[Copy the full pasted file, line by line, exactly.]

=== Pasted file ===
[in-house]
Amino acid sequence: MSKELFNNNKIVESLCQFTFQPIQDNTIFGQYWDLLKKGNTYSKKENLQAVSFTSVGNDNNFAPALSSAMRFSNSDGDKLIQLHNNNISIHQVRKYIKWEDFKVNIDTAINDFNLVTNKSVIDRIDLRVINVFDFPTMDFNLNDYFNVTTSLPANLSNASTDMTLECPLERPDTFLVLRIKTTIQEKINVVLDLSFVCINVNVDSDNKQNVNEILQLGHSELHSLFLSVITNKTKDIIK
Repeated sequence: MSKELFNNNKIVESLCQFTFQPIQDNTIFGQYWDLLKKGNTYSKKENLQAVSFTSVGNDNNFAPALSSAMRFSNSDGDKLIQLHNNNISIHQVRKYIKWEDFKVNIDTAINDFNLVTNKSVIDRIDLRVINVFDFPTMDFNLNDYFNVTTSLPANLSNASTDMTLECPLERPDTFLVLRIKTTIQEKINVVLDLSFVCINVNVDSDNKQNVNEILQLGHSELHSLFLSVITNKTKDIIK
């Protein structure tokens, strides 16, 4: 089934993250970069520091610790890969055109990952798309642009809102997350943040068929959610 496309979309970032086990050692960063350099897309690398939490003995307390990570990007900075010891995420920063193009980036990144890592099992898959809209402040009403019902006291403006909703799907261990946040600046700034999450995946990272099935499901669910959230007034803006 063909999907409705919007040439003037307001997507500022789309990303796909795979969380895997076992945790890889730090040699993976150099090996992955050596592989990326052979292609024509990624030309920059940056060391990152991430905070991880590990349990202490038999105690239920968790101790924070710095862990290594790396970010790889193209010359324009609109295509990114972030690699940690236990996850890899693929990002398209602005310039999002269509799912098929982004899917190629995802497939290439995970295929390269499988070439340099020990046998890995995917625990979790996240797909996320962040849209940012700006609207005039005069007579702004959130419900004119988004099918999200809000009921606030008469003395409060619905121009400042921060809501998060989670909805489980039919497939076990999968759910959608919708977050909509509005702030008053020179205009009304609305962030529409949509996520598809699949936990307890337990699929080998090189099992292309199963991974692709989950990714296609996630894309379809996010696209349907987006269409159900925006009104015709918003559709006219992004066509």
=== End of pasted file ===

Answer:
[in-house]
Amino acid sequence: MSKELFNNNKIVESLCQFTFQPIQDNTIFGQYWDLLKKGNTYSKKENLQAVSFTSVGNDNNFAPALSSAMRFSNSDGDKLIQLHNNNISIHQVRKYIKWEDFKVNIDTAINDFNLVTNKSVIDRIDLRVINVFDFPTMDFNLNDYFNVTTSLPANLSNASTDMTLECPLERPDTFLVLRIKTTIQEKINVVLDLSFVCINVNVDSDNKQNVNEILQLGHSELHSLFLSVITNKTKDIIK
Repeated sequence: MSKELFNNNKIVESLCQFTFQPIQDNTIFGQYWDLLKKGNTYSKKENLQAVSFTSVGNDNNFAPALSSAMRFSNSDGDKLIQLHNNNISIHQVRKYIKWEDFKVNIDTAINDFNLVTNKSVIDRIDLRVINVFDFPTMDFNLNDYFNVTTSLPANLSNASTDMTLECPLERPDTFLVLRIKTTIQEKINVVLDLSFVCINVNVDSDNKQNVNEILQLGHSELHSLFLSVITNKTKDIIK
């Protein structure tokens, strides 16, 4: 089934993250970069520091610790890969055109990952798309642009809102997350943040068929959610 496309979309970032086990050692960063350099897309690398939490003995307390990570990007900075010891995420920063193009980036990144890592099992898959809209402040009403019902006291403006909703799907261990946040600046700034999450995946990272099935499901669910959230007034803006 063909999907409705919007040439003037307001997507500022789309990303796909795979969380895997076992945790890889730090040699993976150099090996992955050596592989990326052979292609024509990624030309920059940056060391990152991430905070991880590990349990202490038999105690239920968790101790924070710095862990290594790396970010790889193209010359324009609109295509990114972030690699940690236990996850890899693929990002398209602005310039999002269509799912098929982004899917190629995802497939290439995970295929390269499988070439340099020990046998890995995917625990979790996240797909996320962040849209940012700006609207005039005069007579702004959130419900004119988004099918999200809000009921606030008469003395409060619905121009400042921060809501998060989670909805489980039919497939076990999968759910959608919708977050909509509005702030008053020179205009009304609305962030529409949509996520598809699949936990307890337990699929080998090189099992292309199963991974692709989950990714296609996630894309379809996010696209349907987006269409159900925006009104015709918003559709006219992004066509």